Hip Arthroscopy: Repairing Synovitis and Arthritis - Fairview Health Services
 
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Hip Arthroscopy: Repairing Synovitis and Arthritis

Cross section of hip joint with femoral head moved out of socket. Cartilage lining socket is damaged. Synovium lining joint is inflamed.

Cross section of hip joint with femoral head moved out of socket. Cartilage lining socket is damaged. Synovium lining joint is inflamed. Arthroscopic instruments are in joint near top of socket. Closeup of arthroscope tip inside joint with shaver removing damaged synovium.

Cross section of hip joint with femoral head moved out of socket. Cartilage lining socket is smoothed. Damaged synovium is removed.

With synovitis of the hip, the synovium (lining of the joint) is inflamed (painful and swollen). With arthritis, a large amount of the articular cartilage (firm tissue covering the “ball” and “socket” of your hip) is damaged. Your healthcare provider has suggested a procedure called arthroscopy. Using only small incisions and special instruments, arthroscopy can repair synovitis and arthritis.

In the Operating Room

Just before surgery, you may be asked several times which hip is to be treated. This is a standard safety measure. In the operating room, you will likely receive general anesthesia to make you sleep.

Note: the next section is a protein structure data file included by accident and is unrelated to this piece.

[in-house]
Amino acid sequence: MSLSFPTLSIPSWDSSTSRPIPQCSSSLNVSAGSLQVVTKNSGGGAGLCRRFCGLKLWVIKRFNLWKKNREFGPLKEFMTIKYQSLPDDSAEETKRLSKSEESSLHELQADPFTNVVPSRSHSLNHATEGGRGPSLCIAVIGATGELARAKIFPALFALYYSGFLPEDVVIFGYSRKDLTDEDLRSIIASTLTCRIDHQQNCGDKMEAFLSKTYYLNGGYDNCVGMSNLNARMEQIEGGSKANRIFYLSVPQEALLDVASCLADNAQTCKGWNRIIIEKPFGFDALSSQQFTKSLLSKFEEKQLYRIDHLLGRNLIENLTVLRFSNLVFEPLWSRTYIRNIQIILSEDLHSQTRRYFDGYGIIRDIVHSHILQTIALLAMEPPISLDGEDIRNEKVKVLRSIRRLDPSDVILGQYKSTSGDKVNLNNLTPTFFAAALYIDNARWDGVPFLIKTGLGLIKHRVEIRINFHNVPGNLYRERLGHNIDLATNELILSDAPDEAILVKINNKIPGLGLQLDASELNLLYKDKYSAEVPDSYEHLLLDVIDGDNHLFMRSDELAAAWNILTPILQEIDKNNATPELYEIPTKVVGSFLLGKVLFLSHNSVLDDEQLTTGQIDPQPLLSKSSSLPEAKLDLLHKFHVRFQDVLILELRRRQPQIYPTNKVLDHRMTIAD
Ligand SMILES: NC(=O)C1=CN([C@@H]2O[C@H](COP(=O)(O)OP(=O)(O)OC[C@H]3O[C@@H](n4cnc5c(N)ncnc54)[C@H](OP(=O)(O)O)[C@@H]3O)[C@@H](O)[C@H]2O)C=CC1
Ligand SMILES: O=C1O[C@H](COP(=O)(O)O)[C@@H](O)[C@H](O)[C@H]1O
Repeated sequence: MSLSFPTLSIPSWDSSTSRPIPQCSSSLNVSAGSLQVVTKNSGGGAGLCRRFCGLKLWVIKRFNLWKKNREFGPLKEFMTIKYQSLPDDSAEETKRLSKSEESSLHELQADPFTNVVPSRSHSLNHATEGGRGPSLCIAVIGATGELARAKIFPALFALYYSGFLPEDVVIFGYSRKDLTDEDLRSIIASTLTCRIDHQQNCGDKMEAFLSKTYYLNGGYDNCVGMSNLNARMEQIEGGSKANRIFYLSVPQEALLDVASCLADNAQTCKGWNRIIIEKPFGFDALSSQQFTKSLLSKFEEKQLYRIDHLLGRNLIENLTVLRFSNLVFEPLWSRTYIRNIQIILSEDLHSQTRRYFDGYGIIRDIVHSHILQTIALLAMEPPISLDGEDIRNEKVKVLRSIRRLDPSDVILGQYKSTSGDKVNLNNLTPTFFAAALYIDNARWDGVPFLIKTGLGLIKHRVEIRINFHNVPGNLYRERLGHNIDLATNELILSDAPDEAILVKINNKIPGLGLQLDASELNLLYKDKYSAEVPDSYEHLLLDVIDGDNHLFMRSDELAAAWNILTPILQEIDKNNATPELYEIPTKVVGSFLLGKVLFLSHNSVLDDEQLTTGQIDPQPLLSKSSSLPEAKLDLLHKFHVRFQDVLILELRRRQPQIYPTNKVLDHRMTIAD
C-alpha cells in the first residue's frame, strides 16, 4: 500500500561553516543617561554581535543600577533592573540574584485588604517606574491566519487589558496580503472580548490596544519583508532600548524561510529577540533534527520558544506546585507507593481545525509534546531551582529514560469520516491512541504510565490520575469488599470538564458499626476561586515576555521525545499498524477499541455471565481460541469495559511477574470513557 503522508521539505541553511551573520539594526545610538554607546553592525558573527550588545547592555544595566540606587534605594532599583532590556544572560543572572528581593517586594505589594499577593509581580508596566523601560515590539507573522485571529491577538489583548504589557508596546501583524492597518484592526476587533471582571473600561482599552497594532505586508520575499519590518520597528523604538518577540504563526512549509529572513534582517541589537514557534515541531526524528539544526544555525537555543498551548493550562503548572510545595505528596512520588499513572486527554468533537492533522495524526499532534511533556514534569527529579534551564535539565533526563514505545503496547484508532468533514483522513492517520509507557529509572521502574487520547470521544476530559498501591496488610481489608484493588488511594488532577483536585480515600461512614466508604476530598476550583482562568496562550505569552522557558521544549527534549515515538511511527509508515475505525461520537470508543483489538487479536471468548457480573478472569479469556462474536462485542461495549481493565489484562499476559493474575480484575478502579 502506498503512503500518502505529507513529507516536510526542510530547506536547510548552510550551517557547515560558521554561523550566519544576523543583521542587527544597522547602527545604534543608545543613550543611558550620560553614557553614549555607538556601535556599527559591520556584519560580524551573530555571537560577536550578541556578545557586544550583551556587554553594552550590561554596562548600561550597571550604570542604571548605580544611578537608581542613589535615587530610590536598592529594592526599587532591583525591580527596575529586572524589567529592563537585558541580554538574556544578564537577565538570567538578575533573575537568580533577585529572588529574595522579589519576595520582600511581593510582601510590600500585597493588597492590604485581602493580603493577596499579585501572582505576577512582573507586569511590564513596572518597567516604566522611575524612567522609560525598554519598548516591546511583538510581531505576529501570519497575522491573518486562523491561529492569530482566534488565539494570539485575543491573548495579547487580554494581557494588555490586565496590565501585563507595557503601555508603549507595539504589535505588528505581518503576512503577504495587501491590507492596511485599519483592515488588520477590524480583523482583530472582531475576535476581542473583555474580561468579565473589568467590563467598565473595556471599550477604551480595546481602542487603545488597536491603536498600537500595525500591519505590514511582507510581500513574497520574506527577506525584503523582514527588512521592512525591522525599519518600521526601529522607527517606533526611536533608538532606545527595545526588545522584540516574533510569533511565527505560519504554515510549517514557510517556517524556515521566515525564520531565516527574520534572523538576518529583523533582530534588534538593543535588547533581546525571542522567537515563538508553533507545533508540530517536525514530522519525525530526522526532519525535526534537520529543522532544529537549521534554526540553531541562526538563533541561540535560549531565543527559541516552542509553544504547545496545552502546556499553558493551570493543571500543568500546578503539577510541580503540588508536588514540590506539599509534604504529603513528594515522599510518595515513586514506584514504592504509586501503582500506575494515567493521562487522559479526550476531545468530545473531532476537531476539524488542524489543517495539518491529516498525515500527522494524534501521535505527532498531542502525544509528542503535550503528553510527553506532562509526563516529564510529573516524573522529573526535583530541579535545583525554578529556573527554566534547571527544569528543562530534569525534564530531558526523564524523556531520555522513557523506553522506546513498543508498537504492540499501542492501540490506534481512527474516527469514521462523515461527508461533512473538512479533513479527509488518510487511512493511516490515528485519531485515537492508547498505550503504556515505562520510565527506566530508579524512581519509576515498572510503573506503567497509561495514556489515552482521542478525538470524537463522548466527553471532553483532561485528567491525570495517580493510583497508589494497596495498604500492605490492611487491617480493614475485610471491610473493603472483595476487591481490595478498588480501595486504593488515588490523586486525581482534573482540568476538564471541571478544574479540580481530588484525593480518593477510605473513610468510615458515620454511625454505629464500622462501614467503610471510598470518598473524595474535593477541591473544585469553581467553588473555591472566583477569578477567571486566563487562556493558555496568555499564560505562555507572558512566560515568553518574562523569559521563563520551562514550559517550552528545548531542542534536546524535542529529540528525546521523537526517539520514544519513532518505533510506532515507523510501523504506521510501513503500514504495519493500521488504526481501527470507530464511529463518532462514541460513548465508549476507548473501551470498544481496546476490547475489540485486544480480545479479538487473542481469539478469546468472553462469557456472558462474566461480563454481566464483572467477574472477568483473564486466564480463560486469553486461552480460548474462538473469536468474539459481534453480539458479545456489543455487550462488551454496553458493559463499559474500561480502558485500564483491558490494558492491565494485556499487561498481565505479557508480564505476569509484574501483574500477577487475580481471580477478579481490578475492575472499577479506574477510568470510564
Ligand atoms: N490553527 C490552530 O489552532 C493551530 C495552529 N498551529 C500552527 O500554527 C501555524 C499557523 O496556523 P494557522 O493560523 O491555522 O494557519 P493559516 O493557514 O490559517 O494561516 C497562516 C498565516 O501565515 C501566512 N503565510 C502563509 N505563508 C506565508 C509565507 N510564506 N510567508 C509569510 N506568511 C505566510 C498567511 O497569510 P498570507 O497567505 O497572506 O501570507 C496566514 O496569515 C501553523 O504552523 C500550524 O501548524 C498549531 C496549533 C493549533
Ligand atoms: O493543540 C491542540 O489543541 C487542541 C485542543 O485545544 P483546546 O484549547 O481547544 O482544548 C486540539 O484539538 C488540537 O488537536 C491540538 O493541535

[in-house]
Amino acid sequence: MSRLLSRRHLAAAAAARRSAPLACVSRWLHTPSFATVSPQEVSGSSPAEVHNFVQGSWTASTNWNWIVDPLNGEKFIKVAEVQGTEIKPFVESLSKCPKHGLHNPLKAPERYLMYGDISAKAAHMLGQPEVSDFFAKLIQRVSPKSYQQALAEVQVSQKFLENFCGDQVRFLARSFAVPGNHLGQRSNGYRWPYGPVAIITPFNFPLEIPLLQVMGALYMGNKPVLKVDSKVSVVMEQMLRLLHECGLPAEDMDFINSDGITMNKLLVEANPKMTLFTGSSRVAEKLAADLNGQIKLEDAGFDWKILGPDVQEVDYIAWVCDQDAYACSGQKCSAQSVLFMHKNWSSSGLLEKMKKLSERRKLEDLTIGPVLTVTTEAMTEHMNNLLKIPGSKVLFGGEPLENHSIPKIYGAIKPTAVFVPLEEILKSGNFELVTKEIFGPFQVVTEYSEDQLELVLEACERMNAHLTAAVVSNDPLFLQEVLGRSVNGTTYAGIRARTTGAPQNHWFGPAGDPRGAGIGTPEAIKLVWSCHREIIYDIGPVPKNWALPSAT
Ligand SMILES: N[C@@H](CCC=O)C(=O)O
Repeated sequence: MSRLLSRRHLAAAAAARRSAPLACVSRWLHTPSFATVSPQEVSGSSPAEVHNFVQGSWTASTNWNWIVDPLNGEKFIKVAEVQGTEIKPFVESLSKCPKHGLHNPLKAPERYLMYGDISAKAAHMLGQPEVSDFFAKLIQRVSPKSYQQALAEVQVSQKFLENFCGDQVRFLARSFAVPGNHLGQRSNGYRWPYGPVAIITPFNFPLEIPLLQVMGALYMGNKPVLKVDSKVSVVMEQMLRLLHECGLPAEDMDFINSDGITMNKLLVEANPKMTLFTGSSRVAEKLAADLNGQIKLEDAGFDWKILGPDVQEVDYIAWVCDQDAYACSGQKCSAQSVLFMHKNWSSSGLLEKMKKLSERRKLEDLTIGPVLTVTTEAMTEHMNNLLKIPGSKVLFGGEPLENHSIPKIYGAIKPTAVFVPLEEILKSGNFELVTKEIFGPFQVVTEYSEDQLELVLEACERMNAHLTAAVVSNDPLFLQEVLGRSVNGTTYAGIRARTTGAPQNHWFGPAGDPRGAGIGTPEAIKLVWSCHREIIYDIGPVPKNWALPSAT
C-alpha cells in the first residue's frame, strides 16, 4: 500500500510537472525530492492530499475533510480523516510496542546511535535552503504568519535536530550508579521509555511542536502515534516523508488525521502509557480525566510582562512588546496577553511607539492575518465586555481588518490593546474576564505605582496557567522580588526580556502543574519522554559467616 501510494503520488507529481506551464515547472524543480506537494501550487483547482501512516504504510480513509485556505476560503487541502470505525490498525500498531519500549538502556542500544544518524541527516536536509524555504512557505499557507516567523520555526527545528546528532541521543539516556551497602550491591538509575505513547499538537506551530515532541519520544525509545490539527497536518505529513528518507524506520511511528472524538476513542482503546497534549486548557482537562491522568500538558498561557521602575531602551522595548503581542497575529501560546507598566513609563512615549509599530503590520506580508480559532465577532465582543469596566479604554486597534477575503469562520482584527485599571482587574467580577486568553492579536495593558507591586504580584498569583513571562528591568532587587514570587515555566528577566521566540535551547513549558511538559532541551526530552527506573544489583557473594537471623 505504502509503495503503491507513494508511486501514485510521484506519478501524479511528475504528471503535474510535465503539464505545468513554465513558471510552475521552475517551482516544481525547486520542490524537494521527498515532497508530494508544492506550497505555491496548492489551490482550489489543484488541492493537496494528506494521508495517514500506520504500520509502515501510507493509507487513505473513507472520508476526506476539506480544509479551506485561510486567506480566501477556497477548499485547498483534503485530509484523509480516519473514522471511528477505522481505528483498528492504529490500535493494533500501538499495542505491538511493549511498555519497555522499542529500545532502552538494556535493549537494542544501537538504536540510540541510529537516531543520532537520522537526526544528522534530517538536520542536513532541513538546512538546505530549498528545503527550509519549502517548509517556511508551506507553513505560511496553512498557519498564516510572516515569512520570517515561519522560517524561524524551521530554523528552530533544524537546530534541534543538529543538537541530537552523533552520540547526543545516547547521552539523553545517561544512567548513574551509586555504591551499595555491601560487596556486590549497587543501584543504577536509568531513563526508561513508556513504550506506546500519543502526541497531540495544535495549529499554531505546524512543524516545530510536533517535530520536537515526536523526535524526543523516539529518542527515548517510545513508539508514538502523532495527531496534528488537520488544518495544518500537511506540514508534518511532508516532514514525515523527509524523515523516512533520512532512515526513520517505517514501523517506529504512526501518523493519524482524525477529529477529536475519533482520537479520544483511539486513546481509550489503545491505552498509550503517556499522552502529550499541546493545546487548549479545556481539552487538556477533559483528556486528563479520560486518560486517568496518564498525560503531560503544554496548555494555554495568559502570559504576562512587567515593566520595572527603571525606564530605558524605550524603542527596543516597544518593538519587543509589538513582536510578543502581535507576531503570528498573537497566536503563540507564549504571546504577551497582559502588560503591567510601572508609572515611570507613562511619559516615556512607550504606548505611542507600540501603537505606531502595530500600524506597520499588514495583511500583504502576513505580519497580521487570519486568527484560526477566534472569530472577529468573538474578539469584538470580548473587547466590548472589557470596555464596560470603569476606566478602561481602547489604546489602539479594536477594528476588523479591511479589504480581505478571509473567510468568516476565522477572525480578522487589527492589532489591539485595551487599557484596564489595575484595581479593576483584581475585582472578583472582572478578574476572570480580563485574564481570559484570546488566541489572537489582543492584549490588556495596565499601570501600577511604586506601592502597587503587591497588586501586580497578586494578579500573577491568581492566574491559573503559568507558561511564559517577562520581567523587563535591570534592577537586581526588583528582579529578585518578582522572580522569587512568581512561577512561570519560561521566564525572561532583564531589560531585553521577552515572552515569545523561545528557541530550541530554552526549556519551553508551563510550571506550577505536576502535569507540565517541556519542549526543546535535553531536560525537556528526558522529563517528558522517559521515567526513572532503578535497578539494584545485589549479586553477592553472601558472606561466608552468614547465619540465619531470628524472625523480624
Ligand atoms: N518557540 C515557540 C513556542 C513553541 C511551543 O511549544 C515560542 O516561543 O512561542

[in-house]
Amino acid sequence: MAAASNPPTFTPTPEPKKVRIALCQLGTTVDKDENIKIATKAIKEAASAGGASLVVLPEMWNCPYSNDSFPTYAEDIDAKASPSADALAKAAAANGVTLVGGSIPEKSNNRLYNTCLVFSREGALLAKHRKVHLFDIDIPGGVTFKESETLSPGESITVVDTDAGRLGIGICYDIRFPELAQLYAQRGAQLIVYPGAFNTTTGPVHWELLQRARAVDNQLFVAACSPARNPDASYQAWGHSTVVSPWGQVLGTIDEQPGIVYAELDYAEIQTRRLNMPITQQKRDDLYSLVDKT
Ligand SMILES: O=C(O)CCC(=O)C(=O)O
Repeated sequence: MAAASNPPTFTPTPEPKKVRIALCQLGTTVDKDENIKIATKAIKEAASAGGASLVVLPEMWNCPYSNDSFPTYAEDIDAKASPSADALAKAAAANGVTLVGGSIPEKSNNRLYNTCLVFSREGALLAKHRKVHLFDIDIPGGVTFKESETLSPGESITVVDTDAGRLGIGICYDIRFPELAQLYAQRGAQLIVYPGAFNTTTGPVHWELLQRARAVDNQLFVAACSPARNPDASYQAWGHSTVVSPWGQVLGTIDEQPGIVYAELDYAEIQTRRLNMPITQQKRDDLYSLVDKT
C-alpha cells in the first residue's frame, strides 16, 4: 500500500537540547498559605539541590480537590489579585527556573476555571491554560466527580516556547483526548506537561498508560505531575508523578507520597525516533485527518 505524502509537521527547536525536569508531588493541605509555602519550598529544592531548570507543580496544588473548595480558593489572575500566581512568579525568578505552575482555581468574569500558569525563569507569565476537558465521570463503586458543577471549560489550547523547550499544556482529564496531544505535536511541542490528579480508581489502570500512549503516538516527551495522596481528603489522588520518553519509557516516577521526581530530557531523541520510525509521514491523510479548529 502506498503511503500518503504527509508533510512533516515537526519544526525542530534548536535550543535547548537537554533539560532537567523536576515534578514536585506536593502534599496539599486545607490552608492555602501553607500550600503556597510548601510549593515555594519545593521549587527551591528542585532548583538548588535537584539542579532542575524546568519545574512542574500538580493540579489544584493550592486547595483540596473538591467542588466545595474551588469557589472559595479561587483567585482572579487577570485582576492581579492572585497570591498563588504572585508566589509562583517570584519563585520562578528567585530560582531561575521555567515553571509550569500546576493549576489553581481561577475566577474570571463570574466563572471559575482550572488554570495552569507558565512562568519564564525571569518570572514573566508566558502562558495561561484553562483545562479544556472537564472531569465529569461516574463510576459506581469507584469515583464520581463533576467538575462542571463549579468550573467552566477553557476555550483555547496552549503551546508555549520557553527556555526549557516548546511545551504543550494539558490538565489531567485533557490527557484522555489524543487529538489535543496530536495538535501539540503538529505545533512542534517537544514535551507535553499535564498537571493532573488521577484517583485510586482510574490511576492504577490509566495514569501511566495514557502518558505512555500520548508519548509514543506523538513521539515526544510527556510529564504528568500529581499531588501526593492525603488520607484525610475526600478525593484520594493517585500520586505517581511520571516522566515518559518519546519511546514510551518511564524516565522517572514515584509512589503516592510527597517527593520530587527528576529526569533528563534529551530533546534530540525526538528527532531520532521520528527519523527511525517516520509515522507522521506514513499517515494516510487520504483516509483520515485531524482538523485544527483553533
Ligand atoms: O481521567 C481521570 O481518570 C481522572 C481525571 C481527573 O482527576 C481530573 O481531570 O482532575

During the Procedure

After you are sedated, your leg is gently pulled to distract, or widen, the hip joint. Next, the surgeon makes a few small incisions called portals. Through these portals, he or she inserts surgical tools, including the arthroscope. The arthroscope sends images of the joint to a video screen. These images allow the surgeon to look inside the joint. The joint is filled with sterile fluid to help the surgeon see more clearly.

Repairing Synovitis and Arthritis

For synovitis, part of the damaged synovium is removed. This may be done by suction or shaving. For arthritis, the loose or torn cartilage is removed, or it may be smoothed with a shaver. Arthritis can lead to bone spurs. If bone spurs are present, they may be removed. Once the surgeon finishes the procedure, the portals are closed and bandaged. Then you are taken to the recovery room.

 

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